Friday, December 16, 2011

Bonnie & Clyde

I'm a heartless bitch, but even I feel a bit bad about giving this necessarily negative review for the new Bonnie & Clyde musical. The coroner has already been called on this one, so if you have your heart set on seeing it, you better hightail it to the Schoenfeld Theatre by December 30.

This musical had so much potential, but I was pretty sure they would screw it up, so expected it to flop. I just wish it had done so in a bigger, fun(nier), more spectacular way. (Like On a Clear Day You Can See Forever, for example.) Well, at least Jeremy Jordan is available for Newsies, now.

Really, the show isn't all bad. It just ... fails to be good. On the plus side: It's chock-full of really talented performers. The design work is great, especially the projections. And everyone sings the crap out of the (overly eclectic, and mostly forgettable) songs. But the main problem is a failure of vision, of focus. The book is terrible, basically, and it has no excuse for not being awesome and really relevant to what's going on in the country right now.

At its core, the story of Bonnie and Clyde is about a celebrity-obsessed country in financial ruin. But instead of focusing on this historical pair of vain, fame-hungry criminals in order to proffer Crucible-like incisive commentary on contemporary issues, this creative team chooses to focus on the love story. Because that's clearly more ... zzzzzzzzzzzzzzzzzzzzzzzzzzzzzzzzzzzzzzzz.

Remember how I didn't like Laura Osnes in Anything Goes or Grease? I like her even less here. She sings like a dream, but none of the songs are particularly great, so that doesn't really save her performance. And Bonnie Parker had to have been more than a self-centered, lovesick ingenue since she was also an accomplice to bank robbery and murder. But Osnes's performance has no edge or down-and-dirty sex appeal, and her saccharine line deliveries feel so out of place once the bodies start dropping. Some of that must be a failure of Ivan Menchell's writing and Jeff Calhoun's direction, but I'm not sure she could have handled anything darker anyway.

Jeremy Jordan is much better as Clyde Barrow. The boy can SIIIIIING, and he has charm for days. Others have complained about the cloyingly cute young Bonnie (Kelsey Fowler) and Clyde (Talon Ackerman), but I kind of like them. In fact, they have some of the edge that Osnes sorely lacks. Claybourne Elder as Clyde's brother Buck was fine in a kind-of nothing role. And Melissa Van Der Schyff gives a performance better than the one she was handed as Buck's wife, Blanche--and, really, Blanche has the best lines in the show anyway. Unfortunately, I hate country music, so I don't like her songs as well as I should.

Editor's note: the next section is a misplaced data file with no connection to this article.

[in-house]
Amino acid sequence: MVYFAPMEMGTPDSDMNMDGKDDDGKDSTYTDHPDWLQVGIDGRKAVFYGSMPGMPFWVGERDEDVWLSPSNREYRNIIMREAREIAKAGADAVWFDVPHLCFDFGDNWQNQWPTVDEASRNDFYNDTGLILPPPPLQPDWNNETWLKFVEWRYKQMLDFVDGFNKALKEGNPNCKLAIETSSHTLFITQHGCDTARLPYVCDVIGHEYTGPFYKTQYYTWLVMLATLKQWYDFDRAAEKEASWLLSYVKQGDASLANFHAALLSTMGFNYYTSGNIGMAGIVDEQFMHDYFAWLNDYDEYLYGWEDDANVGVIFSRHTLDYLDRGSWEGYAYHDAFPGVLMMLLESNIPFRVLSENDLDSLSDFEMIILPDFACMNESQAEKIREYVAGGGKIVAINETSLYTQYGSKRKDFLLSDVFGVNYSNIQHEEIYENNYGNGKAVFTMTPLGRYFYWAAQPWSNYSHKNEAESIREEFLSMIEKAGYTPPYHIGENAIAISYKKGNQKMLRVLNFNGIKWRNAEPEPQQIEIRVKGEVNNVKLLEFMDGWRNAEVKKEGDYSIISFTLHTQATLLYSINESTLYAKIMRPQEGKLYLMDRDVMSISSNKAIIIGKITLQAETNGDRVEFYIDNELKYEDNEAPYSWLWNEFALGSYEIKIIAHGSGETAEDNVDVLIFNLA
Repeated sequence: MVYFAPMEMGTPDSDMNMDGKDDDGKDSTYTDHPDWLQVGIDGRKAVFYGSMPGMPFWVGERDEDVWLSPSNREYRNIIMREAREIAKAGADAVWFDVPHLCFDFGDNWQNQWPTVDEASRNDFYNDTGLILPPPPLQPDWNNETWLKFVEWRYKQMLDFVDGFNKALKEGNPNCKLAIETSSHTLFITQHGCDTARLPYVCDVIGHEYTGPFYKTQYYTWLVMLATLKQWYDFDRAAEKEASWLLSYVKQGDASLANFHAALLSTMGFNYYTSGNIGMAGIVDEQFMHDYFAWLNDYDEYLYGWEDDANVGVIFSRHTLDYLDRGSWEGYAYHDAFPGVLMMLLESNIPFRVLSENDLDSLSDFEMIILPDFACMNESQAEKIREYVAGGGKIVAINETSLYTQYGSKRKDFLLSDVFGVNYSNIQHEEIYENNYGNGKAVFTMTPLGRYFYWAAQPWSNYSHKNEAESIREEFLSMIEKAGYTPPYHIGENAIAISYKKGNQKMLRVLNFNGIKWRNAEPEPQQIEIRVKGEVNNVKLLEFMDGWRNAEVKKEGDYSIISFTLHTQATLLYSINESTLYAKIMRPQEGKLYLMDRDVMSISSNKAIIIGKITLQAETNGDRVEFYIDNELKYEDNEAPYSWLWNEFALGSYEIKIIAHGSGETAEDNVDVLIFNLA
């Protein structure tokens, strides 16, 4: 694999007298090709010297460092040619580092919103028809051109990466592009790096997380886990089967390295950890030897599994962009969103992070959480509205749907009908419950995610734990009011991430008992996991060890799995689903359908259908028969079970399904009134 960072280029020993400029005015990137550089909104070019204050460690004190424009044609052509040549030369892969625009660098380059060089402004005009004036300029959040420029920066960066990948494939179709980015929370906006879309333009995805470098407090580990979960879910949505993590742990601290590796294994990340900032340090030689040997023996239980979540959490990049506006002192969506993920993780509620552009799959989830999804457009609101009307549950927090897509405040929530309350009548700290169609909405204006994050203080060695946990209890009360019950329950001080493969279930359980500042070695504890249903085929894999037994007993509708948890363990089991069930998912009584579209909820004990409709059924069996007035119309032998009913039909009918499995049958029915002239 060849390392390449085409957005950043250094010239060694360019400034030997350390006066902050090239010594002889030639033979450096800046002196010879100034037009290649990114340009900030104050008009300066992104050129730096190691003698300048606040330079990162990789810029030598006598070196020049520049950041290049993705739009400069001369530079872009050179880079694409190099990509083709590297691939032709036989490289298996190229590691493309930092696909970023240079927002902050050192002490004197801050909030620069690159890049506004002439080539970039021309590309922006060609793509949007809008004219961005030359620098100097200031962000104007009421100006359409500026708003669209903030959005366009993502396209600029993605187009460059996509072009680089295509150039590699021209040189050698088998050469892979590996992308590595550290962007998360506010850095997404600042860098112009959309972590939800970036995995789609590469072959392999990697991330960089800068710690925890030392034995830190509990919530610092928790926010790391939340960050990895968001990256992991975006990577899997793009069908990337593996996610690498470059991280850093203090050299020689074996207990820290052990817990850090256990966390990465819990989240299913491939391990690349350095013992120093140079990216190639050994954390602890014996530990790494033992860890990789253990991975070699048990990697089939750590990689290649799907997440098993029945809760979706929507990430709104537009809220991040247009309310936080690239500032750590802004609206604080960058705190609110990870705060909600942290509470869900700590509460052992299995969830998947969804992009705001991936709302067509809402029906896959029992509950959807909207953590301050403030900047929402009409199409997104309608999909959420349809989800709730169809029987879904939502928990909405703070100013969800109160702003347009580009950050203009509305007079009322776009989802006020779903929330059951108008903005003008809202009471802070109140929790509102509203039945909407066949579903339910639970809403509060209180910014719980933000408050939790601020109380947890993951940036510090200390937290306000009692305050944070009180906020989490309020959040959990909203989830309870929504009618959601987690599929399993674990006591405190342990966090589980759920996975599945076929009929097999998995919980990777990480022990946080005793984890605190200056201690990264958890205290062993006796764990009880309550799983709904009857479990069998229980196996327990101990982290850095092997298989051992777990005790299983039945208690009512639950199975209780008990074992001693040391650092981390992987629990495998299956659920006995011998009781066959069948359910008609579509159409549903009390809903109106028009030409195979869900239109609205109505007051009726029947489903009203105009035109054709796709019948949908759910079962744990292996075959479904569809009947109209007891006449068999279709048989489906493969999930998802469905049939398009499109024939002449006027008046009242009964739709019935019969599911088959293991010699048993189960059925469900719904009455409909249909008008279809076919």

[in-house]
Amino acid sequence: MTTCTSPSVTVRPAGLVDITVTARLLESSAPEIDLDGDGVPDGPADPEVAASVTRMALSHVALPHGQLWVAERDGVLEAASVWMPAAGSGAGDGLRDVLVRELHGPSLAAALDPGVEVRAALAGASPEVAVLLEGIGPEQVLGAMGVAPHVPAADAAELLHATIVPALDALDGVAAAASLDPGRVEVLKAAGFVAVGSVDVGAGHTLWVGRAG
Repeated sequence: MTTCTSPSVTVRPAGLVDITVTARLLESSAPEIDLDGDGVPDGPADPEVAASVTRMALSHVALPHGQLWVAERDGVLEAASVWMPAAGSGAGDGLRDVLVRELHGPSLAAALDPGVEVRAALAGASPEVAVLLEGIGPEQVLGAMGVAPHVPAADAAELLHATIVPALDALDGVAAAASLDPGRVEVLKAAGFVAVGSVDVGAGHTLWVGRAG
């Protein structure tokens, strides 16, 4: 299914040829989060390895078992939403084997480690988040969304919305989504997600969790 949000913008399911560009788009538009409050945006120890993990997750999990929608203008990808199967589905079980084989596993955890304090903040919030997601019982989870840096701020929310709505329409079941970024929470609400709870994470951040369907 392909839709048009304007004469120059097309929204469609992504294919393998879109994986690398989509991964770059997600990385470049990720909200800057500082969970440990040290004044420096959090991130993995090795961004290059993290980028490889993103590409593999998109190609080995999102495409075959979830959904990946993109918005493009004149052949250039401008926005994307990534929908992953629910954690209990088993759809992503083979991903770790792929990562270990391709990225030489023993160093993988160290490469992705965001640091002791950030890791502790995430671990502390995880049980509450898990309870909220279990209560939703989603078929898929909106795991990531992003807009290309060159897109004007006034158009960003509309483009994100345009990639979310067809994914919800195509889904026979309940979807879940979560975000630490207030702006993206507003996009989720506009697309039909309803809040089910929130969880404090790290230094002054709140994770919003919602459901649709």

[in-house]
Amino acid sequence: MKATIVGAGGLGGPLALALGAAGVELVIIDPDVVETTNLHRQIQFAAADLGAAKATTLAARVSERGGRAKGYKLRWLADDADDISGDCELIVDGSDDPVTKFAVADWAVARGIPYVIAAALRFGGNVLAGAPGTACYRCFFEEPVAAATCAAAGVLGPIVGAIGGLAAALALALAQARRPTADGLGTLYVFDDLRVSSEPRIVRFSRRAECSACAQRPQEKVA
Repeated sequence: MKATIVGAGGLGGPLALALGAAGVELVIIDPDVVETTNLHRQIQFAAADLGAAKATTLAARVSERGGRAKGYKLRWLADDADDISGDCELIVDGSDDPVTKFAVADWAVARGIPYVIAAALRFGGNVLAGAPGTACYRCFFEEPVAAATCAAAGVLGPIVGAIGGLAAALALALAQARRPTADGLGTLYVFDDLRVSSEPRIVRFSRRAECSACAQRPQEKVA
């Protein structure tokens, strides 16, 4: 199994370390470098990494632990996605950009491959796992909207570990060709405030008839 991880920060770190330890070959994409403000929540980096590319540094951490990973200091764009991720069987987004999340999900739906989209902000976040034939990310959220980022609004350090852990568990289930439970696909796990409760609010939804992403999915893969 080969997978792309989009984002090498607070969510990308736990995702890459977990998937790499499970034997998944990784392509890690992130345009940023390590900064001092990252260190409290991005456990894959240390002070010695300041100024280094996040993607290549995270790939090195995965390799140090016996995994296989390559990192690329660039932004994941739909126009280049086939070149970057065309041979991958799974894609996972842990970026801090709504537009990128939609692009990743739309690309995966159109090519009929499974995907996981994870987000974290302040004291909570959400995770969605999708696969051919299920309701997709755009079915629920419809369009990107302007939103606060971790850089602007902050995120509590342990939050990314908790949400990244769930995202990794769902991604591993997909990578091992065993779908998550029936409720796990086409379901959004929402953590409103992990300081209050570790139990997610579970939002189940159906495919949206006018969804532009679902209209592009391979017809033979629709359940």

My favorite song in the show is definitely the one in the beauty shop about how the women actually prefer the freedom they have while their husbands are in jail. It's hilarious and a bit out of place--and pretty much the only island of joy in this sea of mediocrity that seems to go on and on forever.

I could rip apart other problems in the show, such as how poorly written Bonnie's sad sack not-Clyde suitor is. Or that prison rape jokes are. not. funny. Instead I will bury this nearly dead horse with this bit of praise: I love the use of real photos of the famous duo and newspaper stories about them. I also appreciate how the integration of the projections onto the rustic set leaves parts of the images obscured. That, the precision of the sound effects (i.e., gunshots), and starting the story at the end and then flashing back are the best things about Bonnie & Clyde. (But ending the show right before it catches up to where it began feels anticlimactic, which is really the problem with the show in general. Damn, I guess I really don't know how to end this on a kind note.)

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